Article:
Urethral Stricture Surgery Information
A stricture is a scar that occurs in the urethra (a tube that transports urine from the bladder to the tip of the penis, or perineum in the female) that causes it to narrow. It can occur following an infection, an injury to the perineum or pelvis or following passage of an instrument along the urethra. Strictures can occur for no known reason either early in life (congenital) or at any stage and is more common in men than women.
The narrowing can effect any part of the urethra from the tip to the entrance to the bladder, but common sites are:
- penile associated with BXO or hypospadias
- bulbar urethra
Men commonly present with blood in their urine or difficulty passing urine. Assessment involves one the following:
- flow rate test
- urethrogram ( X-ray test)
- Flexible Cystoscopy (telescope examination of the bladder)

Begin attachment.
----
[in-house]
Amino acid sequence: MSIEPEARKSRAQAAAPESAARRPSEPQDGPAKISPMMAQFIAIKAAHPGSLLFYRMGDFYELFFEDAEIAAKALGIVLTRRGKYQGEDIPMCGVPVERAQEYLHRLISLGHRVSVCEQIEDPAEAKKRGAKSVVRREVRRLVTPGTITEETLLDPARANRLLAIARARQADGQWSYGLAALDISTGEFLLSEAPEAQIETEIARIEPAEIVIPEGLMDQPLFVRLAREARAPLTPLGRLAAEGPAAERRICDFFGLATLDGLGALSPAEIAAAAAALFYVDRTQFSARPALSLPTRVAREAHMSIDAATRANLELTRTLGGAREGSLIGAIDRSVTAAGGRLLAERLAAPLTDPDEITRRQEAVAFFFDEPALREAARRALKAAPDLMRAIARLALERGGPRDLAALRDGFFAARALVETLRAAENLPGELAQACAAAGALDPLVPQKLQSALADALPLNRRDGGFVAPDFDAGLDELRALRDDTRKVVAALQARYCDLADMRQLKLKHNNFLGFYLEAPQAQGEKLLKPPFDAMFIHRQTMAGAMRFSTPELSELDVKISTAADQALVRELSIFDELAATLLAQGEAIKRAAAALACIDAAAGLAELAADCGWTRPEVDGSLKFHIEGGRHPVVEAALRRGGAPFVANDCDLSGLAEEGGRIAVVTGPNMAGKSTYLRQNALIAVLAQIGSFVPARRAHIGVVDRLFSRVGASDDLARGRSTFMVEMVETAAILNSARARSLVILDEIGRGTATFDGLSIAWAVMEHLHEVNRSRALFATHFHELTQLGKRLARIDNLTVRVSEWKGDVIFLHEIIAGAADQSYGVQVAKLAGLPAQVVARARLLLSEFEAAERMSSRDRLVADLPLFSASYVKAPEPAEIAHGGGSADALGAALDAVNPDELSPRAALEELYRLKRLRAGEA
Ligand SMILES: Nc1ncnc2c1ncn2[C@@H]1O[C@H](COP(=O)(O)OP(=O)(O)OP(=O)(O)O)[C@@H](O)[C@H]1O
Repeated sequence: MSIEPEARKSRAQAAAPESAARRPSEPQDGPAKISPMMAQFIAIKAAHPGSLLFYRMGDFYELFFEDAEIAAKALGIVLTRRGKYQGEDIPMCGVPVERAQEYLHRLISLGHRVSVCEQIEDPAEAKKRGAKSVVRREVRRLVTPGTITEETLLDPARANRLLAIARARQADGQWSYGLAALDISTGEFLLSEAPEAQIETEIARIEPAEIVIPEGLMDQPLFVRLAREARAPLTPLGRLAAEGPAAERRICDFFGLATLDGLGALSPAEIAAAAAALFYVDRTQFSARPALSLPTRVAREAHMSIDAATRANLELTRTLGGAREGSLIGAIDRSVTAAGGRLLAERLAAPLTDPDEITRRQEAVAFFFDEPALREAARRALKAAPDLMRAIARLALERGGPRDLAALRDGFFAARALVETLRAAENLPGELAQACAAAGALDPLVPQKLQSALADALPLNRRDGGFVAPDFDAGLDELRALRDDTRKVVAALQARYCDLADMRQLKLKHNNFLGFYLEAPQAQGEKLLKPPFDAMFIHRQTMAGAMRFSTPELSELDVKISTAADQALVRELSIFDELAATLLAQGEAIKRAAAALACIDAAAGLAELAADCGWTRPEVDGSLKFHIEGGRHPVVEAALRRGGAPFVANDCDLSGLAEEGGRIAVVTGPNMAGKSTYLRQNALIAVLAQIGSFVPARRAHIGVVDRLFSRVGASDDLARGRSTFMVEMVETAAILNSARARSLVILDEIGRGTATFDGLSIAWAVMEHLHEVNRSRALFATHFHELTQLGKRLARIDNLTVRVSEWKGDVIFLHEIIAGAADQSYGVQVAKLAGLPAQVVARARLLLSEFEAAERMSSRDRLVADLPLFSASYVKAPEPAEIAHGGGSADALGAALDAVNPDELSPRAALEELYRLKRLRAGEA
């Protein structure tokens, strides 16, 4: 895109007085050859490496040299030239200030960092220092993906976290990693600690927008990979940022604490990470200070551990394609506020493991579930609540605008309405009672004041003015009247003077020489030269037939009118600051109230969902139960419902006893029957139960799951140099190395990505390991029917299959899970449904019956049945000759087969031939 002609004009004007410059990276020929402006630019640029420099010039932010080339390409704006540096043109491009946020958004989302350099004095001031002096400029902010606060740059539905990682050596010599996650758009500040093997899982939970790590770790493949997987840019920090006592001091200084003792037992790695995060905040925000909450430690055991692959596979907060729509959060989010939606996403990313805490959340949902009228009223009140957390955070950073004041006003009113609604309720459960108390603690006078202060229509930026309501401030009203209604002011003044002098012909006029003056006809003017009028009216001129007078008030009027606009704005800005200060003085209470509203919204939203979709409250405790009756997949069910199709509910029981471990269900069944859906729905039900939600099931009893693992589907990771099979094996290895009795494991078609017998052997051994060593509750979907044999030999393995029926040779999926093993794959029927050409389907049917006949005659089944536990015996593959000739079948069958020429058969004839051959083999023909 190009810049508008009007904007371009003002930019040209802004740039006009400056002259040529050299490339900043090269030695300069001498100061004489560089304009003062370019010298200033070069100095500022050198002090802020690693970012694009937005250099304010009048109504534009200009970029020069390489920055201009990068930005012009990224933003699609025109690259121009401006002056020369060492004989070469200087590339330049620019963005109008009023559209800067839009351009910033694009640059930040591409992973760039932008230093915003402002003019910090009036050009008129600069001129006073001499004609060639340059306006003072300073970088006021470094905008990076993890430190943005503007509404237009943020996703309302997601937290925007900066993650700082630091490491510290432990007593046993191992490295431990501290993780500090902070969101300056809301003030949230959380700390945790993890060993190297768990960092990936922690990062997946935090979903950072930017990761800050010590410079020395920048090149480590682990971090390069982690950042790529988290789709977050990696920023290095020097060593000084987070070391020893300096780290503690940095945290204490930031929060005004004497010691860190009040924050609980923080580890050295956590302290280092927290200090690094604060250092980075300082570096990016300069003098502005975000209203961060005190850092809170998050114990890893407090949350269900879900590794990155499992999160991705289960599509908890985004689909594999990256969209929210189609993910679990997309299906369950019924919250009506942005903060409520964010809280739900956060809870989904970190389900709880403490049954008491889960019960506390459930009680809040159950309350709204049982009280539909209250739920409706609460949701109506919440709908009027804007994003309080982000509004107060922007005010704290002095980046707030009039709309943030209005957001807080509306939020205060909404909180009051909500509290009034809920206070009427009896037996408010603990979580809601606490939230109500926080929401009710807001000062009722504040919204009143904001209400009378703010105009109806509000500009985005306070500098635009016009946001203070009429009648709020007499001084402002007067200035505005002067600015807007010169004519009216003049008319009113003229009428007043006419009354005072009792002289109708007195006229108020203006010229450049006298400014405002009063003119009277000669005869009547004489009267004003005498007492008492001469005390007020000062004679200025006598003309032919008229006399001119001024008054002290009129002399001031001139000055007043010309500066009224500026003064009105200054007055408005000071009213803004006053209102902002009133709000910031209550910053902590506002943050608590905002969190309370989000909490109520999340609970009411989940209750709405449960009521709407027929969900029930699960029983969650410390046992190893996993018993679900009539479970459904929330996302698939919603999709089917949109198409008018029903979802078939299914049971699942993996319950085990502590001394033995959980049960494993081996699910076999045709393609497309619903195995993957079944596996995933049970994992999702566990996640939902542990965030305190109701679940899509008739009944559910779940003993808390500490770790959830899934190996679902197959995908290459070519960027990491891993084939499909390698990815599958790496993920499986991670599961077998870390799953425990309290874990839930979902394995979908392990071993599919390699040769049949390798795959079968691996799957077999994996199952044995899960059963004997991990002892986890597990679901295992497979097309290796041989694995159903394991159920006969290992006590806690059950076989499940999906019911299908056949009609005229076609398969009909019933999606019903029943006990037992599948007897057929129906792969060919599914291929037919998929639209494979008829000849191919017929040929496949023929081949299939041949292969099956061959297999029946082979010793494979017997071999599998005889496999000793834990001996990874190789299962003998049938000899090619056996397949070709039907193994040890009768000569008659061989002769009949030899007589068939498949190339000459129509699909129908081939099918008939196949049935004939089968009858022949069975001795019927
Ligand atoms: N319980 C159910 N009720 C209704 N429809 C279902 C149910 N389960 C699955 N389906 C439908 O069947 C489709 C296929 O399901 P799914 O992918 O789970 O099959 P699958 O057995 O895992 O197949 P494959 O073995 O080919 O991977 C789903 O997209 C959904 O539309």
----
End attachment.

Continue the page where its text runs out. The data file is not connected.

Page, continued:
Management is initially with an operation to dilate the narrowing which will resolve the problem in 50% of patients. Those that reoccur should be considered for an operation to remove or replace the stricture called a Urethroplasty.
These are specialised operations only performed by a small number of Urological Surgeons around the country. Mrs Suzie Venn performs these operations for patients from Sussex, Hampshire, Dorset, the Ile of Wight and the Channel Islands. Trained at the Institute of Urology for 2 years in Urethral Surgery with Professor Mundy, she has been practicing as a consultant for 10 years and performs approximately 40 urethroplasty operations a year. The ‘Urethral Surgeons’ have now formed into a group to improve the outcome of these operations by audit and research. Mrs Venn was one of the top 10 contributors to the database during the first year. She has also audited her own outcome data showing equivalent outcomes with published data and will be contributing to future research.
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